Debit card swipe fee reform is the first step in bringing competition to the entire electronic payments market. Because there is not a competitive market for credit card fees; the fees keep going up and despite new technology and the economies of scale that should be driving costs down.
Between two and three dollars out of every $100 that Americans spend when they use a credit card goes to the big banks, Visa and MasterCard even though the Federal Reserve Board has determined it only costs pennies to process credit transactions. This is because the credit card companies collude with their issuing banks to set credit card swipe fees in secret. Banks don’t compete on price, and merchants can’t negotiate the fees. This kind of price-fixing is illegal in other parts of the economy and should be here as well.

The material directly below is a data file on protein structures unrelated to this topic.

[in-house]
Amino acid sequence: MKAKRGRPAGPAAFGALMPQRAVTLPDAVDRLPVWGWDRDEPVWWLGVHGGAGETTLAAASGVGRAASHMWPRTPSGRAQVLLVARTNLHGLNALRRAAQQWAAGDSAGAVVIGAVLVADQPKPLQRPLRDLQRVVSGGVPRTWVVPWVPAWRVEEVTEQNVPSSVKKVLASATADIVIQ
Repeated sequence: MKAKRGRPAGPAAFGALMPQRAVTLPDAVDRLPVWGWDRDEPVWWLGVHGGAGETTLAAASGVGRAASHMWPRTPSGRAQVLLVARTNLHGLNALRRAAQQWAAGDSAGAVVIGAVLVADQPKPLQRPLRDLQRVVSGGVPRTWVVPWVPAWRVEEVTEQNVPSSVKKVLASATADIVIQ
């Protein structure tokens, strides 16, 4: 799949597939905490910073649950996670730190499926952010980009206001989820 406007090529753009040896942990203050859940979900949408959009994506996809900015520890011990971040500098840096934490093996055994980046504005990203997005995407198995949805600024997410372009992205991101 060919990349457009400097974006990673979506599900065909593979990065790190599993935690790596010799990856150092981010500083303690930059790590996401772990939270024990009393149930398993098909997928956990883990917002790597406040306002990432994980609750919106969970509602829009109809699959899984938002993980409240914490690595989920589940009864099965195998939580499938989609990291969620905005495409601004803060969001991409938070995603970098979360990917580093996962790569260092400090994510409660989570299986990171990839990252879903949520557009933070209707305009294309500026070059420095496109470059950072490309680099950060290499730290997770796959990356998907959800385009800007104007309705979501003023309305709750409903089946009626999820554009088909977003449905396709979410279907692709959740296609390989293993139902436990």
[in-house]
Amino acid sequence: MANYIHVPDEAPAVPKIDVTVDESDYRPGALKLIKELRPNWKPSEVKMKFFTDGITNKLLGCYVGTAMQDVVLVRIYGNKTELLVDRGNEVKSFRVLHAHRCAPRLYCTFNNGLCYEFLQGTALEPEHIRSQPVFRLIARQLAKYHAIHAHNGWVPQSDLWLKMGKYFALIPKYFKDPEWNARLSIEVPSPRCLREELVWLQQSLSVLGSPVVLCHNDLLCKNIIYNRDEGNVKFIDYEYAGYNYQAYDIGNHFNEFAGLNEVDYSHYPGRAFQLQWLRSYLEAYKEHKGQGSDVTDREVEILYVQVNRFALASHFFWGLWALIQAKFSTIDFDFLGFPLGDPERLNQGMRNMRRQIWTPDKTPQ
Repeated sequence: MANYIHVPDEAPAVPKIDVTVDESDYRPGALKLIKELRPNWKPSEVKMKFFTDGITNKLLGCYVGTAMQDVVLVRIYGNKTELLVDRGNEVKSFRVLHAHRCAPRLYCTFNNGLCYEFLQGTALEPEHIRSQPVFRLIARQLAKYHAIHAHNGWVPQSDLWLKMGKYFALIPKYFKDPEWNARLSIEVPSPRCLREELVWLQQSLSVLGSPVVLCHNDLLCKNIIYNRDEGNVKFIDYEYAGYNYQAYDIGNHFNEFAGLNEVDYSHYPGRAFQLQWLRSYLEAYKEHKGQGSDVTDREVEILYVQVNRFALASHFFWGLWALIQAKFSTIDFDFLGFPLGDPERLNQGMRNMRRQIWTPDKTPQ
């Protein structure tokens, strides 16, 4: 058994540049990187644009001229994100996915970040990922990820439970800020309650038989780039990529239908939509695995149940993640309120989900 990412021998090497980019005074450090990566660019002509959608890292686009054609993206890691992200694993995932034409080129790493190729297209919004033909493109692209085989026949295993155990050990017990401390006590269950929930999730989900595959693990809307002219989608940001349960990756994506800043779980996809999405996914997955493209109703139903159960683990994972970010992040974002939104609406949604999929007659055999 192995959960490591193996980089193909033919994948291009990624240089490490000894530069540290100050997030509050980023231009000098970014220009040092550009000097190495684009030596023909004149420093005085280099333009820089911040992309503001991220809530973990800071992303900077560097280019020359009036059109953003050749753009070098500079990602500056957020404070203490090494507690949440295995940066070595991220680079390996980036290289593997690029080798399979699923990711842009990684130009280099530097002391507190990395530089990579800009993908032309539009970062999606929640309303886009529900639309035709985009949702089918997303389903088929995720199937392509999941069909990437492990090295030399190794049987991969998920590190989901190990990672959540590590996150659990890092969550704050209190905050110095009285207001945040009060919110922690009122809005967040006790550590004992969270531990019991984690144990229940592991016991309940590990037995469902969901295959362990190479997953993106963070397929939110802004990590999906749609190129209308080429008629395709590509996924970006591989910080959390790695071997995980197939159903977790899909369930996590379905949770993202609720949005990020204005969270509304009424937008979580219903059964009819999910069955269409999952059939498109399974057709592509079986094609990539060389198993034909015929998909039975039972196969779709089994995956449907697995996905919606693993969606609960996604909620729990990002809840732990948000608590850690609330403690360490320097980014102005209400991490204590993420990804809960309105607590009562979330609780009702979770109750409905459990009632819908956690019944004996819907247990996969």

NATO is working with its partners in the Merchants Payments Coalition to expand the recent successes on debit card reform to credit cards.